06/28/2012 3:09PM

Belmont: Irish import top threat to Aruna in New York

Adam Coglianese/NYRA
Aruna, winning the Sheepshead Bay in her last start, returns in Saturday's Grade 2 New York.

ELMONT, N.Y. – Headed by the top four finishers from last month’s Sheepshead Bay and a pricey import from Europe, a field of six fillies and mares will square off in Saturday’s 69th running of the New York Stakes.

A Grade 2, $200,000 race scheduled for 1 1/4 miles on the inner turf, the New York is carded as the ninth of 11 races and is the second leg of a late pick four with a $350,000 guaranteed pool. Post time is 5:06 p.m.

Expected to vie for favoritism are Aruna, who took command of the Sheepshead Bay under decisive handling from Ramon Dominguez for her sixth win from 10 starts in the United States; and Banimpire, a five-time group stakes winner who makes her U.S. and seasonal debut after being purchased at auction in Ireland last November for approximately $3.1 million.

After venturing onto Polytrack to win the Grade 1 Spinster last fall, Aruna was rank under restraint and finished full of run to finish fifth in the Breeders’ Cup Filly and Mare Turf, beaten just a length for all the money.

She returned as a 5-year-old in the Jenny Wiley but never entered contention behind Daisy Devine, who stole the race on an easy lead. In the Sheepshead six weeks later, Aruna raced in mid-pack as Aqsaam ran off to a long early lead, but she seized command with a daring move before reaching the stretch and held off late runs from Hit It Rich, Mystical Star, and Principal Role, who are back for another try Saturday.

“It was two straight races where things didn’t go her way,” trainer Graham Motion said, referring to the Breeders’ Cup and Jenny Wiley. “Ramon wasn’t going to let that happen again, and he made an early move.”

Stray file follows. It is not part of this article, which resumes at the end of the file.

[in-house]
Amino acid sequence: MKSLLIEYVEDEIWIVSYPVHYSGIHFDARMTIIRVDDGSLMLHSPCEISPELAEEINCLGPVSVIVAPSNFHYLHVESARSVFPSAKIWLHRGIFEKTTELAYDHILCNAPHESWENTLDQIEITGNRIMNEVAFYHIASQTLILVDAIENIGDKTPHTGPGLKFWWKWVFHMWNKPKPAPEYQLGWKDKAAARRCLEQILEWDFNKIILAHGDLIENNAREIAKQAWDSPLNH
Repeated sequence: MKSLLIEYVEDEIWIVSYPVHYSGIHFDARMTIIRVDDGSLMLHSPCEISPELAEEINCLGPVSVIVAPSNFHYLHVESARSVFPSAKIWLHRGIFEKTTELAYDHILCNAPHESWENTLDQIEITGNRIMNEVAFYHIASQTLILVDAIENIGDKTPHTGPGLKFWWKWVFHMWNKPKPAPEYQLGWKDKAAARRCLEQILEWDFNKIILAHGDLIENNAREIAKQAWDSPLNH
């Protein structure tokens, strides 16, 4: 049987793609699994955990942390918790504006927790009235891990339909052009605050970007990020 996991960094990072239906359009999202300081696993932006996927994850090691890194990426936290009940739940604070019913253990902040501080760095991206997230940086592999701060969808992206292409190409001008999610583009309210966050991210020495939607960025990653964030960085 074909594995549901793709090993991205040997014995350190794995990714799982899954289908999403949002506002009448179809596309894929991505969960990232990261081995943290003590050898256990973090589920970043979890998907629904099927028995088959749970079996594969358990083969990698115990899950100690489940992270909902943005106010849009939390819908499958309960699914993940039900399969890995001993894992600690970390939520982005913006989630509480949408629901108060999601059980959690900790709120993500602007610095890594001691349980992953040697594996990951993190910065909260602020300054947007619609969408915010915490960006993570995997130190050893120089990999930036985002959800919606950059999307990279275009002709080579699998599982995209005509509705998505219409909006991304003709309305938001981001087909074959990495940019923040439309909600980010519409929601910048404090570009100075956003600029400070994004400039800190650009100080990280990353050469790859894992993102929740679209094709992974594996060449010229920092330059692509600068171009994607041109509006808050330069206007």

Motion said the Sheepshead Bay and New York are similar races but said the caliber of horses in the New York made it more akin to a Grade 1 race.

That is a direct reference to Banimpire, who makes her first start since being purchased by Martin Schwartz and turned over to Chad Brown, a partnership that last year produced two of the division’s top runners in Eclipse champion Stacelita and Diana winner Zagora, who was beaten a head in the New York right before that.

Banimpire ran a dozen times at 3 and won stakes from April through August, along with a nose loss in the Group 1 Irish Oaks and a close third to Nahrain in the Group 1 Prix de l’Opera toward the end of a long campaign.

“It’s a strong division, especially on the East Coast – seems to be the best turf fillies and mares around,” Brown said. “If you’re going to win a Grade 1 on the East Coast with a turf filly this year, you’re going to have to earn it.”

The Underling, primarily a dirt sprinter, rounds out the lineup.

Acting Happy entered for dirt only.